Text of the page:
- The Washington Times - Friday, June 29, 2007

LONDON — New Prime Minister Gordon Brown named a Cabinet yesterday that included a critic of the Iraq war as foreign secretary — a clear signal of a shift in British policy toward the unpopular conflict.

Less than 24 hours after taking over the prime ministership from Tony Blair, Mr. Brown swept all but one of his predecessors from their Cabinet posts, shifting a few into other jobs and replacing the rest with a mix of new faces and trusted allies — effective immediately.

Mr. Brown’s lineup includes his longtime political ally, 53-year-old Alistair Darling, as chancellor of the exchequer, or treasury chief. Mr. Brown held the post throughout Mr. Blair’s decade in power.

Jacqui Smith, the ruling Labor Party’s former chief whip in Parliament, became Britain’s first female home secretary.

But the most eye-catching new name was rising political star David Miliband, who at 41 becomes the youngest British foreign secretary in 30 years, and potentially one of the most controversial, given his discomfort over the Blair government’s policy on Iraq.

Mr. Miliband voted along with much of Parliament to go to war in Iraq four years ago, but he is reported to have later become quite skeptical about the decision to send in British troops.

Three British troops were killed in Iraq yesterday, bringing the nation’s toll to 156.

Mr. Brown took over as prime minister Wednesday with a pledge to meet a demand for “change” from British voters after 10 years of Mr. Blair.

Mr. Miliband’s selection as foreign secretary was “a clear indication that Brown wants to shift some of the style and focus of Blair’s foreign policy,” said David Mepham, head of the international unit for the Institute for Public Policy Research.

Mr. Miliband, who is viewed as one of the new government’s leading intellectuals and considered a possible future prime minister, “wasn’t closely associated with the decisions that were taken in the Iraq war,” Mr. Mepham said.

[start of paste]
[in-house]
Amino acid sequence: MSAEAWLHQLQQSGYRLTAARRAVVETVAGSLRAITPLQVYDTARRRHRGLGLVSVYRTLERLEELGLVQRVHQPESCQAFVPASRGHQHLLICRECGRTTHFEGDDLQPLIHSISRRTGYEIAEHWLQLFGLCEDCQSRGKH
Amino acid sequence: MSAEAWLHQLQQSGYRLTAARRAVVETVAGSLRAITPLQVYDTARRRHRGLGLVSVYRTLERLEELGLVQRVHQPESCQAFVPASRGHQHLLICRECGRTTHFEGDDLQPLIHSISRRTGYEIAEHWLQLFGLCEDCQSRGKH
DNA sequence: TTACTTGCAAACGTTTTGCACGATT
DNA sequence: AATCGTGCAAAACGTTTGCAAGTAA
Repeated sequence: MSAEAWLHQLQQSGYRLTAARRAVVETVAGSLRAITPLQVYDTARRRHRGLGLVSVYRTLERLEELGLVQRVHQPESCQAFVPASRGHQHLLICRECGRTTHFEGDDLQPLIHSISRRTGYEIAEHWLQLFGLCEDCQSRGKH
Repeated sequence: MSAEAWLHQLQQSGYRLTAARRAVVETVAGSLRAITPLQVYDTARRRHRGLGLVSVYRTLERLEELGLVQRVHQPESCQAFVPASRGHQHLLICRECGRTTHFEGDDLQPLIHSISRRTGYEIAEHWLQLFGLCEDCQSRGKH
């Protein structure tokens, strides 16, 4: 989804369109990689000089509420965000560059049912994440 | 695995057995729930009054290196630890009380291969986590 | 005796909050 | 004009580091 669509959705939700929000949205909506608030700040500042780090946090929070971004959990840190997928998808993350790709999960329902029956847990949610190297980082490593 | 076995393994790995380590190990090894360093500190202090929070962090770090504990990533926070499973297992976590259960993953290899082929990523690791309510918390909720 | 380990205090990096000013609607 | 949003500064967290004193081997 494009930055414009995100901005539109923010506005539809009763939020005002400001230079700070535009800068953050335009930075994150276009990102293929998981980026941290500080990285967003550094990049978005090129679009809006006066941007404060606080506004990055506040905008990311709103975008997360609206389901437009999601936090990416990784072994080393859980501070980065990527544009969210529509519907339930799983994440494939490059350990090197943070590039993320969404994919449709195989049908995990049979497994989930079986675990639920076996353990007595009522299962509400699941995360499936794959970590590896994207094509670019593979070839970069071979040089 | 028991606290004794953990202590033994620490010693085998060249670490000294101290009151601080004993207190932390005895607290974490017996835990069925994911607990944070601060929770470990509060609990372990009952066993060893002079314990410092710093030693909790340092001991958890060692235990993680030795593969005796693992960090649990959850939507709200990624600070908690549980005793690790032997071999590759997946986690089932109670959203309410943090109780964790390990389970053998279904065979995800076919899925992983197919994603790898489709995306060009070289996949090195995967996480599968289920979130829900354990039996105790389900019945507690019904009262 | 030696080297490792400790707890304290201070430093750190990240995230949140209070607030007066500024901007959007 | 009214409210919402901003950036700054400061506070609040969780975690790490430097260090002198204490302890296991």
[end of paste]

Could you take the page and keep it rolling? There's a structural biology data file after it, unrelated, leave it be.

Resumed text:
Mr. Miliband also expressed dismay over Mr. Blair’s refusal to call for an immediate truce during last summer’s war between Israel and the Hezbollah militia in southern Lebanon.

That decision provoked a party revolt against Mr. Blair and helped drive him to his decision to step down as prime minister.

Mark Malloch Brown, former deputy U.N. secretary-general and a critic of the Iraq war, was appointed minister for Africa, Asia and the United Nations.

In all, there are 22 full Cabinet members in the Brown administration. Defense Secretary Des Browne is the only Cabinet member remaining in the same post as Mr. Blair’s Cabinet.

Other jobs went to the new prime minister’s old political allies, including Jack Straw, Mr. Brown’s leadership campaign manager and Mr. Blair’s foreign secretary until 2006, as justice secretary.

Other appointments include Ed Balls, his longtime economic adviser, as head of a new department for children and schools; and Alan Johnson, an unsuccessful candidate for deputy leadership of the Labor Party, as health secretary.

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